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The Fish

This environmental science-themed episode explores Marianne Moore’s great poem of marine life. Vice President Al Gore, poet Jorie Graham, and scientists from Conservation International dive into Moore’s portrayal of the always-changing ocean, and its future in a warming world.

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Read the Poem

The Fish

by Marianne Moore

wade
through black jade.
   Of the crow-blue mussel-shells, one keeps
   adjusting the ash-heaps;
      opening and shutting itself like

an
injured fan.
   The barnacles which encrust the side
   of the wave, cannot hide
      there for the submerged shafts of the

sun,
split like spun
   glass, move themselves with spotlight swiftness
   into the crevices—
      in and out, illuminating

the
turquoise sea
   of bodies. The water drives a wedge
   of iron through the iron edge
      of the cliff; whereupon the stars,

pink
rice-grains, ink-
   bespattered jelly-fish, crabs like green
   lilies, and submarine
      toadstools, slide each on the other.

All
external
   marks of abuse are present on this
   defiant edifice—
      all the physical features of

ac-
cident—lack
   of cornice, dynamite grooves, burns, and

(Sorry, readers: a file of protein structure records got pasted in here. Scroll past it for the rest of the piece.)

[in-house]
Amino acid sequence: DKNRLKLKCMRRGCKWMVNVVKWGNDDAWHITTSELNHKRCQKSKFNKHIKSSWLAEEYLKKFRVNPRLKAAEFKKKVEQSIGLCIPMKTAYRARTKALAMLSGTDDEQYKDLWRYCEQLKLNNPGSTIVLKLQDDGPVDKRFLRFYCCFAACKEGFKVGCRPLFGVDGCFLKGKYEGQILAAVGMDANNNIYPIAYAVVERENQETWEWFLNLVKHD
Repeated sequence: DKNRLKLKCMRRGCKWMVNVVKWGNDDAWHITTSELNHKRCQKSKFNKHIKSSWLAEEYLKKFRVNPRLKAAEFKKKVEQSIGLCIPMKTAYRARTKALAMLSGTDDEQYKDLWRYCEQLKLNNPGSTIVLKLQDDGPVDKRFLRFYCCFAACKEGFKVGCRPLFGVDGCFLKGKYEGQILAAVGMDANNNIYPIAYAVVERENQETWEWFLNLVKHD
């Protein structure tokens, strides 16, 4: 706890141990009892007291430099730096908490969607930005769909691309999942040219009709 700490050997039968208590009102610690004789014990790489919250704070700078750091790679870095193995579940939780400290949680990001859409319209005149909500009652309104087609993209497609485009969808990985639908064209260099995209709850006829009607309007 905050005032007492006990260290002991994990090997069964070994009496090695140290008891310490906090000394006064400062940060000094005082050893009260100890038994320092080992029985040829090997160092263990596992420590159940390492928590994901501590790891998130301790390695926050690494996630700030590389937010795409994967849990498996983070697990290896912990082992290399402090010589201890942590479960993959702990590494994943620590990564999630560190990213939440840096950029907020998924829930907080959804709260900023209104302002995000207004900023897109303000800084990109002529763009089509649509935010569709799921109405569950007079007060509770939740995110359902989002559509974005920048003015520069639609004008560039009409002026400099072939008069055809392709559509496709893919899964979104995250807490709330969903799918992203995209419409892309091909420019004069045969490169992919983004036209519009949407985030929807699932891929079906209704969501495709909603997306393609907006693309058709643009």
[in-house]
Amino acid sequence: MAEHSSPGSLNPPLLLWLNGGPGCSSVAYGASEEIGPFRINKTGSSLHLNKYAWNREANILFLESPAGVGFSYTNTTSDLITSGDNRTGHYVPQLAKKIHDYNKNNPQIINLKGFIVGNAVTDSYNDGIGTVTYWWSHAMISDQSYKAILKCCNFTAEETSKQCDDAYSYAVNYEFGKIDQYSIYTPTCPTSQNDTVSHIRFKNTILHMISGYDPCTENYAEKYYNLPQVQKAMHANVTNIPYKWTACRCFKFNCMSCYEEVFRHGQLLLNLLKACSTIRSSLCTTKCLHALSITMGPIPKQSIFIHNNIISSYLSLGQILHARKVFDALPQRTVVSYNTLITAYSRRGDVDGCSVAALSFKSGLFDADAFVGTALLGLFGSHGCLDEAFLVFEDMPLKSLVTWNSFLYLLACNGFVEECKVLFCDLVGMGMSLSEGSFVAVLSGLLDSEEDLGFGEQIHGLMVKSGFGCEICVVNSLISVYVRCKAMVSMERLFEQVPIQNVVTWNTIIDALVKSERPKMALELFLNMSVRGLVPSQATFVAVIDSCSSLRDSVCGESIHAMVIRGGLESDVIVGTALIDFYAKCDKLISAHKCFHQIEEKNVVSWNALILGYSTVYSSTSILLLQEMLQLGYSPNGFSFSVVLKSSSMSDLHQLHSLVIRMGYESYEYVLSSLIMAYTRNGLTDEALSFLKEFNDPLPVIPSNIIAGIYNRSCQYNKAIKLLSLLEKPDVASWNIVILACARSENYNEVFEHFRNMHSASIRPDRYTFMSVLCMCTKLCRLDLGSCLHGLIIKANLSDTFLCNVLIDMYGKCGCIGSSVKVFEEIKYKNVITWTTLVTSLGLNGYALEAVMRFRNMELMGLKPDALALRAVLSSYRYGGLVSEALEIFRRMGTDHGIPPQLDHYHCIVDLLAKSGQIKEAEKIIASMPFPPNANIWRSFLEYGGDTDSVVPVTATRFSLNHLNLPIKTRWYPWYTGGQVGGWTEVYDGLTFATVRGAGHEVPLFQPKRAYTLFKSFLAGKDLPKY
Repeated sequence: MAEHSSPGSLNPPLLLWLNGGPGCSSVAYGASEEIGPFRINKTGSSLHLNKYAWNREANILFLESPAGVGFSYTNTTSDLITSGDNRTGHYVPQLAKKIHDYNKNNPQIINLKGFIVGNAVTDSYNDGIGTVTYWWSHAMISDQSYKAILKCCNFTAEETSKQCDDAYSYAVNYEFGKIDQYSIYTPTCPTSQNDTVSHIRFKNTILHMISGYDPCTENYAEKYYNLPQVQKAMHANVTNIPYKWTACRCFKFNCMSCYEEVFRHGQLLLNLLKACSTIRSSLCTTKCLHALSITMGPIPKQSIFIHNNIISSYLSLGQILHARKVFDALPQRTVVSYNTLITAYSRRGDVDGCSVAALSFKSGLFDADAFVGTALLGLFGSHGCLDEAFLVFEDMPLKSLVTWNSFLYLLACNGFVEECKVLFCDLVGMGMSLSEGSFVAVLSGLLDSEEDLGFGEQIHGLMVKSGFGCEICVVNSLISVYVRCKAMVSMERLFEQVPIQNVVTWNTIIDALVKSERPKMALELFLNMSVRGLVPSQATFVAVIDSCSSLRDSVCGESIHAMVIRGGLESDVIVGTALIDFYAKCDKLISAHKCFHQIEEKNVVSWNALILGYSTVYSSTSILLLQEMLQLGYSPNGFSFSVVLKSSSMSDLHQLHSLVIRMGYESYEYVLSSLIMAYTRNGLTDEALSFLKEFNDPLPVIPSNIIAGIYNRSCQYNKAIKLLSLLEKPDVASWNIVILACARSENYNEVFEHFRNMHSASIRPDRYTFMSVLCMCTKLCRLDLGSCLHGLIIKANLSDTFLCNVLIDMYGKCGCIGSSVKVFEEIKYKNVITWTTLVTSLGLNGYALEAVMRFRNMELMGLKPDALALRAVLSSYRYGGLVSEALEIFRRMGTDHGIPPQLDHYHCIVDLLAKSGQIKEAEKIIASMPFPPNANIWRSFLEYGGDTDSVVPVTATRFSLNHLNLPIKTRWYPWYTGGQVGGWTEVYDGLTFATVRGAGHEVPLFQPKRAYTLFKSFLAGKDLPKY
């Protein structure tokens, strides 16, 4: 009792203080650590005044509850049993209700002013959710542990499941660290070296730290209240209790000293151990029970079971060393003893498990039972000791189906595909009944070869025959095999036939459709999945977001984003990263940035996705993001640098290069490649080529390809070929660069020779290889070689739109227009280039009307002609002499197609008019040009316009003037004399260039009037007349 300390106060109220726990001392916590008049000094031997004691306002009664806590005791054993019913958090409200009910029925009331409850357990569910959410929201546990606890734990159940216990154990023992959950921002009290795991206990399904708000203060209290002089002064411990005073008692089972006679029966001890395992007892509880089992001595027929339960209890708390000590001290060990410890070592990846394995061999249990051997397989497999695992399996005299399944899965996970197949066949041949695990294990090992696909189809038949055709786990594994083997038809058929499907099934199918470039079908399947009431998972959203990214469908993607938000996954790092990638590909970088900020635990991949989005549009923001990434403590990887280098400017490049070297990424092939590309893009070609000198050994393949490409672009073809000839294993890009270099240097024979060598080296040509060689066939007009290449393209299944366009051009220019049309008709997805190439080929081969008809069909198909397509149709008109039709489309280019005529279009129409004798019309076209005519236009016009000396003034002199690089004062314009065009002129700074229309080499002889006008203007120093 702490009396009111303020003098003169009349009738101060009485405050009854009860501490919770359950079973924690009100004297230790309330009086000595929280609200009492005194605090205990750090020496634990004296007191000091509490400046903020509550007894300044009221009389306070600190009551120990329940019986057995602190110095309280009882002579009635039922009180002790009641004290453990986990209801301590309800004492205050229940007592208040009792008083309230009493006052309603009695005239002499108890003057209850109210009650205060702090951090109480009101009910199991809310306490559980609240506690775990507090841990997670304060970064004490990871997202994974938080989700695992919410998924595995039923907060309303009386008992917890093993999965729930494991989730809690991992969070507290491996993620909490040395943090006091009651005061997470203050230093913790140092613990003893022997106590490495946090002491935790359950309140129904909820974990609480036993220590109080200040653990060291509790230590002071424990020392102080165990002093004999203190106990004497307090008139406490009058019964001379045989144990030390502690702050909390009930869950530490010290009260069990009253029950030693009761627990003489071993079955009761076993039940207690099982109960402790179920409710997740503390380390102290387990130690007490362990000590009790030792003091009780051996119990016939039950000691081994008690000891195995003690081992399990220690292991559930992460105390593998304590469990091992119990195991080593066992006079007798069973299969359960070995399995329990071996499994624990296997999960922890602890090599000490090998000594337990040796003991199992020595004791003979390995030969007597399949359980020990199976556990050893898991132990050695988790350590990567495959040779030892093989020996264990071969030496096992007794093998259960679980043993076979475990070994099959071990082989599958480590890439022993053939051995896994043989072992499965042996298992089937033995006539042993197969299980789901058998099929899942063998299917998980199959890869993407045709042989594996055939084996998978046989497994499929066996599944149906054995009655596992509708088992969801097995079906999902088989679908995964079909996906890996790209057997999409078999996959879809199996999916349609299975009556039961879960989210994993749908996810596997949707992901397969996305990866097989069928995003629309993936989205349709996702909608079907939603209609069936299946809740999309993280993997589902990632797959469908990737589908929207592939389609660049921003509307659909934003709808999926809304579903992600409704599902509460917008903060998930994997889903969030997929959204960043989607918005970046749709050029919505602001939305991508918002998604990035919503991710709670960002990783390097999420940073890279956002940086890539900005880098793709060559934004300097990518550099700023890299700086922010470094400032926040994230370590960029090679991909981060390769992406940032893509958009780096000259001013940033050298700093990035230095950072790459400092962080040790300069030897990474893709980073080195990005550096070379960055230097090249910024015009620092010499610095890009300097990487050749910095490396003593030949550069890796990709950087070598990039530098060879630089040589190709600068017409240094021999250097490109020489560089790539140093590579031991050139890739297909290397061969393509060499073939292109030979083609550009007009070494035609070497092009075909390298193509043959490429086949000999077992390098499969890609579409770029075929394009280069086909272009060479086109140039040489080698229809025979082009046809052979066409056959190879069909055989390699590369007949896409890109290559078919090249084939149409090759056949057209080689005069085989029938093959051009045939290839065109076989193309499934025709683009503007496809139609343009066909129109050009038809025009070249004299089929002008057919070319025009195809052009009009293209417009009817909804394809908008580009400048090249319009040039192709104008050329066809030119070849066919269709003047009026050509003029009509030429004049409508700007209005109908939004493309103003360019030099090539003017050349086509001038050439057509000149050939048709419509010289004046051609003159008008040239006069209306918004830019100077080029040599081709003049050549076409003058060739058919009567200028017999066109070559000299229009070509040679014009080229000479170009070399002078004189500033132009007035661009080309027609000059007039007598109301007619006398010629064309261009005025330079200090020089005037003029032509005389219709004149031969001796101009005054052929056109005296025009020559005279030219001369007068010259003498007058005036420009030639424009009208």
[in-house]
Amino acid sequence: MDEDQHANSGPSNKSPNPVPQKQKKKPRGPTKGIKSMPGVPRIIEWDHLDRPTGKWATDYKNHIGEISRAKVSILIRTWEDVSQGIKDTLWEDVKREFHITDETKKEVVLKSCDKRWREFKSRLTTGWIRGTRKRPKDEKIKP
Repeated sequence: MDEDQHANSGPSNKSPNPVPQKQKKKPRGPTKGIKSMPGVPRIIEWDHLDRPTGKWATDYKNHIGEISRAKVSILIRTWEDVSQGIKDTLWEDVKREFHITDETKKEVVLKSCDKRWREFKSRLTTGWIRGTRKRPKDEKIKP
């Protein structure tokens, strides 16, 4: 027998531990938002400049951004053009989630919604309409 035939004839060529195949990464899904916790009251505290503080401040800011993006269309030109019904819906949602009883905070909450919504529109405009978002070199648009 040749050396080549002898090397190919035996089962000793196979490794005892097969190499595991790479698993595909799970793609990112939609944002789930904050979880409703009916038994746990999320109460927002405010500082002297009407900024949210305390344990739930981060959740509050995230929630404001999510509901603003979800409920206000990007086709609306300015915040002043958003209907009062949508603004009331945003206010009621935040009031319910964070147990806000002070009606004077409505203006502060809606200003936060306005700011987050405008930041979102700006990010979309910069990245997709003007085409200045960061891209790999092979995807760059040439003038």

hatchet strokes, these things stand
      out on it; the chasm side is

dead.
Repeated
   evidence has proved that it can live
   on what can not revive
      its youth. The sea grows old in it.

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wade
through black jade.
   Of the crow-blue mussel-shells, one keeps
   adjusting the ash-heaps;
      opening and shutting itself like

an
injured fan.
   The barnacles which encrust the side
   of the wave, cannot hide
      there for the submerged shafts of the

sun,
split like spun
   glass, move themselves with spotlight swiftness
   into the crevices—
      in and out, illuminating

the
turquoise sea
   of bodies. The water drives a wedge
   of iron through the iron edge
      of the cliff; whereupon the stars,

pink
rice-grains, ink-
   bespattered jelly-fish, crabs like green
   lilies, and submarine
      toadstools, slide each on the other.

All
external
   marks of abuse are present on this
   defiant edifice—
      all the physical features of

ac-
cident—lack
   of cornice, dynamite grooves, burns, and
   hatchet strokes, these things stand
      out on it; the chasm side is

dead.
Repeated
   evidence has proved that it can live
   on what can not revive
      its youth. The sea grows old in it.

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